With the advent of 5g, there will be significant changes in how industrial companies collect data. The data collection will increase in industrial IoT (IIoT) with the adoption of 5g and with data storage prices lower than ever (First 50 TB/Month in AWS S3 costing less than 30 cents), more companies will have terabytes if not petabytes of data. With low latency, lower data charges and more reliability, the 5g will see more data collection and processing in various operational aspects of an industrial company – from transportation, logistics to factory assembly line and delivery of units and services. Although the opportunities with 5g is endless, the first users of 5g in 2019 would likely be critical industries such as medicine and banking. As the 5g network expands, IIoT with existing 4g connections would be able to replace it with 5g. In the next couple of years, as 5g network becomes widespread, IIoT would be able to leverage its low latency and high reliability to enable real time, better quality data streams from its assets.
With advancement in network architectures and more industrial companies embracing digital transformation of their business, the image and video data streams can be expected to increase and hence increasing data analysis projects in that domain. The growth and proliferation of deep learning algorithms and applications will also fuel the image and video processing. There could also be models and algorithms that work better in IIoT domain, specifically considering the visual patterns required to identify faults at factory floor.
As connectivity to the cloud increases, I predict 2019 will bring more willingness to experiment with this newly collected data. As the data and data possibilities become better understood, I predict companies will focus on how to improve data collection. For example, small changes including collecting different types of data, adjusting the frequency of data collection, and transforming data differently can make a huge impact on actionable insights. These changes will not only lead to a better understanding of the business, but also to predictive analytics. With these changes, companies will start to see how their connectivity to the cloud is impacting their business for the better as they put these actionable insights into motion.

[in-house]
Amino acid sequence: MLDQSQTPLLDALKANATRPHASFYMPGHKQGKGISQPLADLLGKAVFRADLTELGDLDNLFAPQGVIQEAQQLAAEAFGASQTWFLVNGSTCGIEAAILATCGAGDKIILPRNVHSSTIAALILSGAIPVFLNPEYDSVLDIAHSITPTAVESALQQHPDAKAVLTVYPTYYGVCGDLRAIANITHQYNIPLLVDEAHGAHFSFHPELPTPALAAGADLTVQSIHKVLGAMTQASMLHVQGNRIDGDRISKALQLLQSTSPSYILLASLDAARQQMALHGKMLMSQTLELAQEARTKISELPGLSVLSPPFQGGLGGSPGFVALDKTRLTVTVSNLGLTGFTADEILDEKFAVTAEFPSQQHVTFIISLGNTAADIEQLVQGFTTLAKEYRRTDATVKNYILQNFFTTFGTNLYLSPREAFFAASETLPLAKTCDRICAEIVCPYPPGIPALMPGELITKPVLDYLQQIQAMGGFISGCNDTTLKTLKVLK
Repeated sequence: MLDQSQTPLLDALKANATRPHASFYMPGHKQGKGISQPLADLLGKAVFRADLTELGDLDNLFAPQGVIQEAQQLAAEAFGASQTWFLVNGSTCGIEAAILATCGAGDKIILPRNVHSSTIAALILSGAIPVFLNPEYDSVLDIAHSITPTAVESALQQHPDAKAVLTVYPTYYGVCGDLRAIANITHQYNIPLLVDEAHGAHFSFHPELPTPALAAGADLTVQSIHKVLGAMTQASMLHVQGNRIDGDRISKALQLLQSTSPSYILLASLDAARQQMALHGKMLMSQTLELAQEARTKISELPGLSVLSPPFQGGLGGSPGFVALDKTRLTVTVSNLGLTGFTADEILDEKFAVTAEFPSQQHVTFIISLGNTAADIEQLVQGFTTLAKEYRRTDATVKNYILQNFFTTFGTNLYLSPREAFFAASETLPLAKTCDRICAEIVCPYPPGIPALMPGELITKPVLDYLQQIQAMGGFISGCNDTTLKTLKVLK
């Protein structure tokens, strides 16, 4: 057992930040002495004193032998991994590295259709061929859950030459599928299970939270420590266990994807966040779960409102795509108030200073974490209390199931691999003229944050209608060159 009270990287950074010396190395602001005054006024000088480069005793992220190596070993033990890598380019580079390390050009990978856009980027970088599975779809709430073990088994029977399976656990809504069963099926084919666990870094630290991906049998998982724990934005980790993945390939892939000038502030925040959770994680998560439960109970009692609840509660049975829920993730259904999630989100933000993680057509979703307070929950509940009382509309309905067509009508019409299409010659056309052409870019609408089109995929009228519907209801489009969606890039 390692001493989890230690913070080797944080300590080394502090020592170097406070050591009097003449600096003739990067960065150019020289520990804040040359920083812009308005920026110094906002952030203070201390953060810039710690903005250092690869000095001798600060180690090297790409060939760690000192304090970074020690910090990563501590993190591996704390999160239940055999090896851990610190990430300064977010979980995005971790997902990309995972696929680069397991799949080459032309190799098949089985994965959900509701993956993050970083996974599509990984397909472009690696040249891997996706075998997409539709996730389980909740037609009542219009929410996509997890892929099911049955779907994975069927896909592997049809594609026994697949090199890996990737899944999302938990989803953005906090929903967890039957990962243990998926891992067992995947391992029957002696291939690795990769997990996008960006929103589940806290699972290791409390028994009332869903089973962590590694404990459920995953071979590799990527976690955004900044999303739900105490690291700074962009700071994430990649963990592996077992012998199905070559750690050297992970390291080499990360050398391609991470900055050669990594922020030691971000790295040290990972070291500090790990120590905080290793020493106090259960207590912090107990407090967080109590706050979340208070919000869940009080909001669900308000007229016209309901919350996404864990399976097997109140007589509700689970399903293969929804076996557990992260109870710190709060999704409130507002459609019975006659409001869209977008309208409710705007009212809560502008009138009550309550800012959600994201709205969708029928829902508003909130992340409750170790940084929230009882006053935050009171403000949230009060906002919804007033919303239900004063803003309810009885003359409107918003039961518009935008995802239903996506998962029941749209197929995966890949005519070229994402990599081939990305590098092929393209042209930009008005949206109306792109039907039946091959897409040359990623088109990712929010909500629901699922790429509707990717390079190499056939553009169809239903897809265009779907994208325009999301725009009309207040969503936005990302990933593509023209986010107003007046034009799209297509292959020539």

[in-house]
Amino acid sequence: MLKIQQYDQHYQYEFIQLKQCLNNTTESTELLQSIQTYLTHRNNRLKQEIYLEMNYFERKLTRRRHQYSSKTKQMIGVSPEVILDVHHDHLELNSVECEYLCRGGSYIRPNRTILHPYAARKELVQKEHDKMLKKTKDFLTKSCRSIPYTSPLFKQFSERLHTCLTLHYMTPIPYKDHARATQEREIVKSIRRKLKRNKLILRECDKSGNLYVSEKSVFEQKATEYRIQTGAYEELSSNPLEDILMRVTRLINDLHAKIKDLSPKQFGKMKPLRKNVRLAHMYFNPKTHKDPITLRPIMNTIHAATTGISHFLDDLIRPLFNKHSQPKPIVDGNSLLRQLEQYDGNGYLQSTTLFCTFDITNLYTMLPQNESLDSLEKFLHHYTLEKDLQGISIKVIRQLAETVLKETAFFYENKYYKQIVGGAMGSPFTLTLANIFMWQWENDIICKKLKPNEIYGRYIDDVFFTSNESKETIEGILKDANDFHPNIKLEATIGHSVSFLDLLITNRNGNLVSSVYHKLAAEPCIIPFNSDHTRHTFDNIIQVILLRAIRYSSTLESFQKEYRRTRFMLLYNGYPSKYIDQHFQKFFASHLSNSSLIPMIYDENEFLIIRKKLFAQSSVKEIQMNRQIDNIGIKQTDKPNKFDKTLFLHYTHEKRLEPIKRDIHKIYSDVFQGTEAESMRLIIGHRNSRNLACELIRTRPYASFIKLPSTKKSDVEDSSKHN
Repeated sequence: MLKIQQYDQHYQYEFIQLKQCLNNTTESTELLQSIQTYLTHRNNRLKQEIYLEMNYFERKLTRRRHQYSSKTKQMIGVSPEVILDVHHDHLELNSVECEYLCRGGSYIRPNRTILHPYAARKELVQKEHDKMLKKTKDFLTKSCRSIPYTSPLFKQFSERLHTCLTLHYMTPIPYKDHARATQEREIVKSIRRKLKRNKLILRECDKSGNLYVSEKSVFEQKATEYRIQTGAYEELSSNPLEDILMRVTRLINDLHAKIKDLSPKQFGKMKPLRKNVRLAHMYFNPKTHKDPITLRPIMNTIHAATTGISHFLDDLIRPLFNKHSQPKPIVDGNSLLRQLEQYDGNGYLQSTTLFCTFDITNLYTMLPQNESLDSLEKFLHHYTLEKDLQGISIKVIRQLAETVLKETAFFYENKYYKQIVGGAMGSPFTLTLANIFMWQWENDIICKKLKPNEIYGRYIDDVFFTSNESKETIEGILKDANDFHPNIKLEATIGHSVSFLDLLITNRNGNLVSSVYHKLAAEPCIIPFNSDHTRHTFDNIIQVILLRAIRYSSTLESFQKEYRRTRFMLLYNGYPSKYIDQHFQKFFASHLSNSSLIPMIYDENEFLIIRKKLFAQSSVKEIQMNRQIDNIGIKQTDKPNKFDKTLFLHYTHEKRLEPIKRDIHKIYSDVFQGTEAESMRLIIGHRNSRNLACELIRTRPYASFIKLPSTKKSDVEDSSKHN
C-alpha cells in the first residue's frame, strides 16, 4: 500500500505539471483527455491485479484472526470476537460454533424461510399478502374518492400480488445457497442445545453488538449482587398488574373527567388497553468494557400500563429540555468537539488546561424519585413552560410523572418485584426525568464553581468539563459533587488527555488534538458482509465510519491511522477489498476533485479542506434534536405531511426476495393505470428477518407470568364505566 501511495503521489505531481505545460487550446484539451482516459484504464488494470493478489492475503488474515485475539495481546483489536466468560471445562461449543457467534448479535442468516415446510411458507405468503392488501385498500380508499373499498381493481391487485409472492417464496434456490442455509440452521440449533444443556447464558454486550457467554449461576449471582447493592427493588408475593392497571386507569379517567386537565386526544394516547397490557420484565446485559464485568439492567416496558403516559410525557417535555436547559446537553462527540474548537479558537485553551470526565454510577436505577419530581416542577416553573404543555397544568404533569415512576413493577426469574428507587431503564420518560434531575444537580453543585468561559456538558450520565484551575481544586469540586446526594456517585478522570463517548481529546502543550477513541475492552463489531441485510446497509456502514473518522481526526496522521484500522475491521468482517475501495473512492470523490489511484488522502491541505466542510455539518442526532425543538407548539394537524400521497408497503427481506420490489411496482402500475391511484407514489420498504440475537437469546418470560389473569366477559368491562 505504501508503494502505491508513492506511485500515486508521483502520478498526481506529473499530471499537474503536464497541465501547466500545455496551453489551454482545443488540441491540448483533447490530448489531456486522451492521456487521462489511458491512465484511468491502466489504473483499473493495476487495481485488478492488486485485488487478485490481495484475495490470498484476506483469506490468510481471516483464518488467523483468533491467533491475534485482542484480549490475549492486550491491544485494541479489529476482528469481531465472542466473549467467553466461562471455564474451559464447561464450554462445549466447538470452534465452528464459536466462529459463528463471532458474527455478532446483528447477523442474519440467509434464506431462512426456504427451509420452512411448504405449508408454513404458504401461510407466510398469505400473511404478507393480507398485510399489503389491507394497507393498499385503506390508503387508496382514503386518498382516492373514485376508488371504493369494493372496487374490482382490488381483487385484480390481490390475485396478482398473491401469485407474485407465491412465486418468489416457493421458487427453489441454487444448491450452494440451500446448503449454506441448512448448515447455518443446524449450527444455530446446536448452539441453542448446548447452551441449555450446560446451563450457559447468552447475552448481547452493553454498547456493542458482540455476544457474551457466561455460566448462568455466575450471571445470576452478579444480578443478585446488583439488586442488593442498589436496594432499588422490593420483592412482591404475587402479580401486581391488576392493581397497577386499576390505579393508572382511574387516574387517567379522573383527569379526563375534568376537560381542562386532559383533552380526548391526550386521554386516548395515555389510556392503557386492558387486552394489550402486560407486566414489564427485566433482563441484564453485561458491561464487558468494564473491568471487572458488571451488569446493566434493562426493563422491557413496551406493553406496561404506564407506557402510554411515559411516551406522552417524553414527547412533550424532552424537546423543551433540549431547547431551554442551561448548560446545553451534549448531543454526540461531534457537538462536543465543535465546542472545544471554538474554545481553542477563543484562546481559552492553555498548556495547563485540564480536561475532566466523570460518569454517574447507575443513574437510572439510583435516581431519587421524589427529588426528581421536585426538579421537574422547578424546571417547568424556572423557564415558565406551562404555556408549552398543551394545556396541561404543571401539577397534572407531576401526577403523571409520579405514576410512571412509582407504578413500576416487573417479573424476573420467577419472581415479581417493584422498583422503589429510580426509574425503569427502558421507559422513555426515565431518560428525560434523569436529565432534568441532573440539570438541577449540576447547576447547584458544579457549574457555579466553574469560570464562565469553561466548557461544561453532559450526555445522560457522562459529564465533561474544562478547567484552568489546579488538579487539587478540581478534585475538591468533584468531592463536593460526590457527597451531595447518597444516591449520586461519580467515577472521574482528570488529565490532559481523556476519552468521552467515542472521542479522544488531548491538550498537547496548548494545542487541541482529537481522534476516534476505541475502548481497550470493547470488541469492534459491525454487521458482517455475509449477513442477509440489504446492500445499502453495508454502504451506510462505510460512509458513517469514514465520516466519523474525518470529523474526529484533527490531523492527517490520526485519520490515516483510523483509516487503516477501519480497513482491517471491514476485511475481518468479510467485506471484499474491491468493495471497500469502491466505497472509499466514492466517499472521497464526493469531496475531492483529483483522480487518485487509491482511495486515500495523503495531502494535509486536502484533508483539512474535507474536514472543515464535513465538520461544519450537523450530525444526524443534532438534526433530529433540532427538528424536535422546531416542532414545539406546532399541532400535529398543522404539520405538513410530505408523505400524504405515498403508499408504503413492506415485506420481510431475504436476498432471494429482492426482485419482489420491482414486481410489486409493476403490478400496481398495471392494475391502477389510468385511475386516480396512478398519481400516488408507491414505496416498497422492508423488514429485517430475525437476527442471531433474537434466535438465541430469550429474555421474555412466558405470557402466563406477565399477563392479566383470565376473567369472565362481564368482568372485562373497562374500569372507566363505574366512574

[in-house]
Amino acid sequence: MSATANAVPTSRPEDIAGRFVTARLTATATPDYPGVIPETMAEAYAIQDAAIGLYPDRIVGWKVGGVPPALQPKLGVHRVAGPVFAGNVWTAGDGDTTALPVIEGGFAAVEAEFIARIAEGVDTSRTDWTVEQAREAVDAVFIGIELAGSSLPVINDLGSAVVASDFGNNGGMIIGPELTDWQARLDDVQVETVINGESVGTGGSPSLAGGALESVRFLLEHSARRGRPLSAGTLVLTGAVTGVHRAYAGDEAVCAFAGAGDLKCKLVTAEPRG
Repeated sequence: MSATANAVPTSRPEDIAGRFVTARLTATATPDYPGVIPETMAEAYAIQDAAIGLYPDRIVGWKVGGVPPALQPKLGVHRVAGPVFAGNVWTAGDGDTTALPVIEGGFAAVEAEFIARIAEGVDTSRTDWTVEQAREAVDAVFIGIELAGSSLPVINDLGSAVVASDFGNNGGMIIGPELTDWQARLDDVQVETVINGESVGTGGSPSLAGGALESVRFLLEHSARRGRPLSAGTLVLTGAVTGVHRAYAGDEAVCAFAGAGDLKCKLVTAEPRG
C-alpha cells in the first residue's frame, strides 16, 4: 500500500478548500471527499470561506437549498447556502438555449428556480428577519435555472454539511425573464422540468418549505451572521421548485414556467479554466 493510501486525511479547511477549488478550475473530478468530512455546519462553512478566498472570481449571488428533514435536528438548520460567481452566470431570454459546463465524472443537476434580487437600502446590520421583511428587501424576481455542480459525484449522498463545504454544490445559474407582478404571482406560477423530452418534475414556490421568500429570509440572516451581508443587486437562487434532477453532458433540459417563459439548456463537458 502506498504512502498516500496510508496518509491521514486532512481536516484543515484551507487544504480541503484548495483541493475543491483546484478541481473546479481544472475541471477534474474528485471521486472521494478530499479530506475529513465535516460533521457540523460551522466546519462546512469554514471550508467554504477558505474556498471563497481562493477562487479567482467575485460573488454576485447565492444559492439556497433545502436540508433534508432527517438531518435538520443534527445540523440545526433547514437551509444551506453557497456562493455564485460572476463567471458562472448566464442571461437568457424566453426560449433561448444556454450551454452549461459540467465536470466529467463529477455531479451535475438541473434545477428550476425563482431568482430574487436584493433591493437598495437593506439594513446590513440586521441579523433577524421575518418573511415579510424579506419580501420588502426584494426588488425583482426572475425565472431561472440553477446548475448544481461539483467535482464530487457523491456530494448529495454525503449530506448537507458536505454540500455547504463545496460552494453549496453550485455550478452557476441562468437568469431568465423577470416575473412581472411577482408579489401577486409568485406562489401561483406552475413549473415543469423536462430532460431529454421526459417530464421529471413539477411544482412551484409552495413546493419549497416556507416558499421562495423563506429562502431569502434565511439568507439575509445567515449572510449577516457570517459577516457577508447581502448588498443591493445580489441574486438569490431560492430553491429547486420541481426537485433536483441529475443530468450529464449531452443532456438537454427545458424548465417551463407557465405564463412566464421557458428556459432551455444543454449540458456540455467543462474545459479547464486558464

The confluence of increased computational power and accessibility to enormous datasets have pushed the advancement of many algorithmic techniques to the point where, in many cases, machine learning can be used to enable prediction accuracy greater than an average human can achieve. Consider the latest results in object detection and image classification in the ImageNet Large Scale Visual Recognition Competition, or ILSVRC. The average human achieves about a 95% accuracy in this challenge. Since 2015, the best machine learning techniques have met or exceeded this accuracy. Development of new enhancements in machine learning algorithms, particularly in ‘deep learning’, have driven most of these successes, although it is worth noting that many of these methods are based on ideas and theoretical examples from as early as the 1950’s, made practical though substantial increases in computing speed and availability of large amounts of easily available data.
I predict that the coming year will see the same attention turned to data engineering and transformation techniques. Pure algorithmic development will plateau for a period, as even the best algorithm is still dependent on the quality of the data used to train it. Particularly in IoT, the ease with which data can be collected and stored has resulted in an ocean of data bereft of application. Collecting data from remote devices, and thus dealing with all the attendant problems, such as missing data, improperly labeled data, and data with unusable grain, creates difficulties that even the most elegant of machine learning algorithms struggles to solve. I believe, then, that advancements in feature engineering and data transformation will provide the most impact to the field of machine learning and analytics, even more so in IoT.
Deep learning algorithms will become more popular and gradually replace traditional Machine Learning algorithms due to their applicability to a wide range of problems, from simple classification to complex NLP or image recognition tasks. Training larger Neural Networks has become possible thanks to GPUs and will get even easier due to the general availability of dedicated processing units, such as Google’s TPU, Microsoft’s FPGAs, and Amazon’s anticipated AI chip. Also, feature learning capability of Deep Neural Networks makes them an attractive solution for developing automated Machine Learning platforms.